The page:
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The Legend Of Zelda: Breath Of The Wild Was Inspired By One Major Period Of Japanese History

"The Legend of Zelda: Breath of the Wild" reinvigorated the Zelda franchise for Nintendo in a number of bold and exciting new ways. With its massive open world, inventive new manners of travel, intense combat, and the many other new additions to the series, the 2017 sequel brought the "The Legend of Zelda" to a new, modern audience of gamers in a way that they'd never seen or played before.


Of course, going off of the glowing review scores and the many game-of-the-year wins that "The Legend of Zelda: Breath of the Wild" scored for Nintendo (via Metacritic), this is all the more reason for fans of the franchise to get excited for the upcoming sequel, "The Legend of Zelda: Tears of the Kingdom." Still, being that the new approach has been greeted with so much acclaim and enthusiasm, fans might find themselves wondering what type of outside influences helped to inspire the change in direction for the series.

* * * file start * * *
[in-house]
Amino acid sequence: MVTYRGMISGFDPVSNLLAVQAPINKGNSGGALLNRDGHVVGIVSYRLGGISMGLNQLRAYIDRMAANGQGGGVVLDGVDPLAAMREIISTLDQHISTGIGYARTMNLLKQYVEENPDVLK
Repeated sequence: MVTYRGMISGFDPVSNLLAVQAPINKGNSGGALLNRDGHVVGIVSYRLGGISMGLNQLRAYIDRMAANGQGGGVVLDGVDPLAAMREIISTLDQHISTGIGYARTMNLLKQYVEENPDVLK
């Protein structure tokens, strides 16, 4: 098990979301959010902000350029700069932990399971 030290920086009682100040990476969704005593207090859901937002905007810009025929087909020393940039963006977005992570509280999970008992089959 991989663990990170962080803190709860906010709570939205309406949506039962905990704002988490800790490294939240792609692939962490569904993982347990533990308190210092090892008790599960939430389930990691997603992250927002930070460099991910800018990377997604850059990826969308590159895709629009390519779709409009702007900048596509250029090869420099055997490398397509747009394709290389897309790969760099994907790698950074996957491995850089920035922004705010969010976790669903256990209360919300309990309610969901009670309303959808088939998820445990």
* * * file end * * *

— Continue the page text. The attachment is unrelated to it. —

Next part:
Part of Breath of the Wild was inspired by the Jomon period in Japan

IGN compiled a list of little-known facts about "The Legend of Zelda: Breath of the Wild" in celebration of the game's fifth anniversary, and one of them stuck out from the pack. Apparently, much of the game's design was inspired by a real-life historical period in Japanese history.


Much of the look and feel of "The Legend of Zelda: Breath of the Wild" seems to have been drawn from the historic Jomon era of Japan's past. The period took place from 14,000 BC to 300 BC and is the source of many memorable designs — such as the appearance of certain aspects of shrines, guardians, and other elements that are seen throughout Link's journey through post-apocalyptic Hyrule.

While IGN's article provides a piece of pottery for comparison to the guardians' design, Mic offers even more comparisons and details that help to show the styles of architecture and artistic elements that can be seen in "The Legend of Zelda: Breath of the Wild."

While the style has apparently been making a comeback as recently as the 1950s in Japan, it's safe to say that many gamers, particularly those outside of Japan, probably first came into contact with Jomon history through their experiences with Nintendo's popular fantasy franchise.